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COLUMN ONE : Teaching Children to Watch TV : Screen sex and violence won't go away, some say, so youngsters must learn to see through stereotypes and special effects. New Mexico is first to require such classes as 'media lit' movement grows.

Teaching Children to Watch TV. FIRST OF TWO PARTS


ALBUQUERQUE, N.M. — Al Narath, a high school senior, says he will never look at television the same way again.

"I watched quite a lot of TV growing up," he says. "What I have realized is it doesn't take a lot of thought when you're watching.

"I still watch television, but I'm more careful. I watch it less and, when I do, I pay more attention. And I've learned that TV is a business. Everything you see has been planned for weeks, even years. And most of the time they're trying to sell you something."

Narath, 17, is a graduate of media literacy, which has taught about 2,600 New Mexico elementary and high school students to analyze TV programs, see through advertising messages and understand how the media work.

New Mexico is at the forefront of a growing national movement to educate children about the media, driven by the concern that youngsters simply absorb what they see and hear on TV. Just as parents and educators teach children good eating habits, the thinking goes, they must also teach them good viewing habits.

As of last year, all school-age children in New Mexico must study media literacy as part of the state's push to become "the first media literate state." Similar efforts are under way in 15 states, and courses are springing up in schools in nearly every state, including California.

"We don't think anybody is going to eliminate television or other media from their lives," said Bob McCannon, director of New Mexico's Media Literacy Project. "You can't just turn it off. But kids can become wise consumers."

Media literacy training is based on the premise that children should choose what they watch with care. From kindergarten through high school, students learn how television works--the mechanics and ultimate intent of programming. In the process, analysis and critical skills are encouraged.

Although some critics say it skirts the issue by shifting responsibility from the industry to the viewer, the concept is increasingly being embraced in classrooms, boardrooms and living rooms nationwide.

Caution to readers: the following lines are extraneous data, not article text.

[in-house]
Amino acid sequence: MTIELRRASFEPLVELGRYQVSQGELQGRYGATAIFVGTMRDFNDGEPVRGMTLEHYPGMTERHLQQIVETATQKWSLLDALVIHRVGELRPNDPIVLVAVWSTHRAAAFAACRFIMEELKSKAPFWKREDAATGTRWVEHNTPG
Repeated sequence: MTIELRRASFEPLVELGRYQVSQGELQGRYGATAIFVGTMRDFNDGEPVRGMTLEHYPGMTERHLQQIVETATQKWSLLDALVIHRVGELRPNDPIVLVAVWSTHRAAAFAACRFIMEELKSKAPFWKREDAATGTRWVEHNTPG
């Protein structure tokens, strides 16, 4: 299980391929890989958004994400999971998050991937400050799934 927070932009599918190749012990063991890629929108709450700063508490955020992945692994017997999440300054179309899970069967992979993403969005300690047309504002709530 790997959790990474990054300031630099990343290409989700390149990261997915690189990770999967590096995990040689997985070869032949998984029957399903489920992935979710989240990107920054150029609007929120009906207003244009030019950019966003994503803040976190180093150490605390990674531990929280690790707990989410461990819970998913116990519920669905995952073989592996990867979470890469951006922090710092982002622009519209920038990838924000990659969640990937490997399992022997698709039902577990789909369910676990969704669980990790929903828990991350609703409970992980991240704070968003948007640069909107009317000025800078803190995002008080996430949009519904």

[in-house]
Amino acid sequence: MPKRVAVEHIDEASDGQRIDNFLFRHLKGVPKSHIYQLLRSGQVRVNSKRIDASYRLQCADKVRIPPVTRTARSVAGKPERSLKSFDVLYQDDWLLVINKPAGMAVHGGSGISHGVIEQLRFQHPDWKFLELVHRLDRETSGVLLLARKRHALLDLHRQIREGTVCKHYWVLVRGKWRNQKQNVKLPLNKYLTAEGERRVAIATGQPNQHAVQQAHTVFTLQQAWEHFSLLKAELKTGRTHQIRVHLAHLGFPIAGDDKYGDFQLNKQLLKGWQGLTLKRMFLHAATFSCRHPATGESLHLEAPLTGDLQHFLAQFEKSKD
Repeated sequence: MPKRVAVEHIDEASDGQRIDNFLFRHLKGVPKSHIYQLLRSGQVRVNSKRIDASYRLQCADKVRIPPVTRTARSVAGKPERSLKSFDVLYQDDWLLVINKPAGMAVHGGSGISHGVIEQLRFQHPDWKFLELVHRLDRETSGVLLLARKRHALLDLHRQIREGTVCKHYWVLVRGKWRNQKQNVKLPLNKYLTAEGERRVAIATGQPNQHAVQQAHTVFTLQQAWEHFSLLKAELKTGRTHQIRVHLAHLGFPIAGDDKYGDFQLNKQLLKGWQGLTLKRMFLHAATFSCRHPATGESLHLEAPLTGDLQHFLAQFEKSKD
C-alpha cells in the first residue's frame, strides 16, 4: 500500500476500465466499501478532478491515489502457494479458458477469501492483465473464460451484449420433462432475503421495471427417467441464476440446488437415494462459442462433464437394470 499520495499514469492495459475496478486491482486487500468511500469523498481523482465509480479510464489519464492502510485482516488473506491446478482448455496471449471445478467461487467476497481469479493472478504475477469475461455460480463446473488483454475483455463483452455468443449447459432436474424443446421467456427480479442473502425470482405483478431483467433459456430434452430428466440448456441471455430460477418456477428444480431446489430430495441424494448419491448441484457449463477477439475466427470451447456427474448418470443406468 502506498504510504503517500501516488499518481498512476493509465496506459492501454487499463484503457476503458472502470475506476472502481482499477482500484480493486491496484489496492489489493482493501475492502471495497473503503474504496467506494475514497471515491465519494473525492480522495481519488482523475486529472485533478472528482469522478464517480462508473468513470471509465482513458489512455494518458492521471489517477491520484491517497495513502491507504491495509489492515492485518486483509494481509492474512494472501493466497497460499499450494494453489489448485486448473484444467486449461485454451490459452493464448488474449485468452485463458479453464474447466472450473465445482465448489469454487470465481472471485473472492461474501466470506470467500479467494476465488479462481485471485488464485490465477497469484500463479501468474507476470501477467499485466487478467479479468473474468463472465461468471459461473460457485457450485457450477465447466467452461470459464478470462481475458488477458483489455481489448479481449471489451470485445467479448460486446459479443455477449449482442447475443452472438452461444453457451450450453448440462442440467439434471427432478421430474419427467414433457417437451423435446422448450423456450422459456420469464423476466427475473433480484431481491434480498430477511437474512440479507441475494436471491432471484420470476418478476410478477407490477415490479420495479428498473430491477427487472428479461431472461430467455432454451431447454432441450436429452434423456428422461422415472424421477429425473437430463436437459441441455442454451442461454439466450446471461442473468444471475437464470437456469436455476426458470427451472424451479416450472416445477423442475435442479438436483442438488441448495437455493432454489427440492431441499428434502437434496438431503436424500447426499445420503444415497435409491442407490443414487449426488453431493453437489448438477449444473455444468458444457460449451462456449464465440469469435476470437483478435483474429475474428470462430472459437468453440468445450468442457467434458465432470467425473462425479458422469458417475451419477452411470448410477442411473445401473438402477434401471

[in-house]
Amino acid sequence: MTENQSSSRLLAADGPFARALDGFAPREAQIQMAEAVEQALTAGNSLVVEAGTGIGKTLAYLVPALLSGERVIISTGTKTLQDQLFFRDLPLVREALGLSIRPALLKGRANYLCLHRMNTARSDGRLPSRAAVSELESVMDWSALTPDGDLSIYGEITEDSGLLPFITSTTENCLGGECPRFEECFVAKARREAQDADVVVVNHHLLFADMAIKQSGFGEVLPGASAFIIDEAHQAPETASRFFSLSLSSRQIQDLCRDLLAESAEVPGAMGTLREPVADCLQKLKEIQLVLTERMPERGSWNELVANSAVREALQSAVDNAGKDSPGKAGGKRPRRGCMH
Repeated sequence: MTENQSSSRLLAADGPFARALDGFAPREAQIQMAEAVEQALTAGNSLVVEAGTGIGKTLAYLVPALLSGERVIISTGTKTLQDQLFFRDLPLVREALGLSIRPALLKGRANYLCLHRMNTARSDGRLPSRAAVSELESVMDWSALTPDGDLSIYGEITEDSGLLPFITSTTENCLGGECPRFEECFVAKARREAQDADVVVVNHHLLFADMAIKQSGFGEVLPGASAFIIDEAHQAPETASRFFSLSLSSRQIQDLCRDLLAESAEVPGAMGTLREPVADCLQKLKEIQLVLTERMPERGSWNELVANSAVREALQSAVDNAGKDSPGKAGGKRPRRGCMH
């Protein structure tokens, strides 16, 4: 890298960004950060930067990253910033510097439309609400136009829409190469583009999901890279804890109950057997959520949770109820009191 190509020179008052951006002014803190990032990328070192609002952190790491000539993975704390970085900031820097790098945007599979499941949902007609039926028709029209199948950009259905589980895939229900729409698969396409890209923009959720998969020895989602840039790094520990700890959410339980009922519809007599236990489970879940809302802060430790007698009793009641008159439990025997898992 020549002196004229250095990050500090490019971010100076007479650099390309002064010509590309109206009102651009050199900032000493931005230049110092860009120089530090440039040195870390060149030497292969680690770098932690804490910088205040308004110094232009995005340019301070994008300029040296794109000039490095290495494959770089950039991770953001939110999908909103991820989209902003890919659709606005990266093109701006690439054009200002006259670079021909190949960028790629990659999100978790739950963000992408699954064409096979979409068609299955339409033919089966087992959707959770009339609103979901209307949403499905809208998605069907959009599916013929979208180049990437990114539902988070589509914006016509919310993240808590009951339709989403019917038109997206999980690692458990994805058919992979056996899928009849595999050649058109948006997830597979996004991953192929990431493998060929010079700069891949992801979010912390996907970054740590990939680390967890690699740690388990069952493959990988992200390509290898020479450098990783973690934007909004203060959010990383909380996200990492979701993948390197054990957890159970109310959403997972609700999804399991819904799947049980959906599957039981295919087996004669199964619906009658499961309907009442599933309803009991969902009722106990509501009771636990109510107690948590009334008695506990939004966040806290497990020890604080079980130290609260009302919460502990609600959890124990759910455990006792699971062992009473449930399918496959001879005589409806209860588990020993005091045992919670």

A surge of interest in the past year has dovetailed with the renewed focus by politicians and social critics on excessive sex and violence in the media.

"The general public, as well as the broadcasters, are getting a wake-up call on violence, whether it's by Janet Reno or Bob Dole," said Joe Zesbaugh, coordinator of a media literacy project in Denver. "[The subject] is everywhere, particularly during elections."

"The violence issue is the Trojan horse that is bringing media literacy into both the home and the school," said Elizabeth Thoman, who, as director of the Center for Media Literacy in West Los Angeles, is a movement pioneer. "It's something we can do instead of just throwing our hands up."

Moreover, it is seen, at least in some circles, as a simple antidote that does not involve pricey technology, advertiser boycotts or government threats.

But the very fact that it does not employ pressure tactics also inspires critics to call it ineffective or to claim that focusing mainly on viewers' critical skills lets media producers off the hook.

Proponents respond that boycotts and other extreme measures have not proved to be successful and that inspiring children to outsmart TV will pay off in the long run.

At a time when many children spend more time watching TV than reading, many educators and parents say that teaching them to understand what they see on the screen is as important as teaching them to read and do math.

"What this is is basic literacy extended to include electronic forms of communication and new technology," said Kathleen Tyner, a media literacy educator in San Francisco.

"We are now being inundated by an unprecedented flood of images, thanks to the cable explosion, the video revolution and flights into cyberspace," said Brian Stonehill, a professor at Pomona College. "You need a life raft to survive the flood of images."

To its adherents, that life raft is media literacy.

Learning to Dissect TV Ads and Programs

"Before I went into the class, I thought we'd be watching a lot of TV," said Narath, a gangly blond who plans to major in microbiology in college.

"But reading was a large part of the course. And then we applied what we read to what we were seeing on TV."

Narath's class read analytical articles about the media, learned to "deconstruct"--take apart--programs and commercials, and produced their own media messages, where they learned that images and music can be more evocative than text.

In the class, which was taught by McCannon--the director of the New Mexico project--students did watch a fair amount of television, much of it programming they would regularly tune in anyway. They were instructed to watch MTV, but not to let it simply wash over them. Instead, they were told to analyze, for example, how women are portrayed in music videos.

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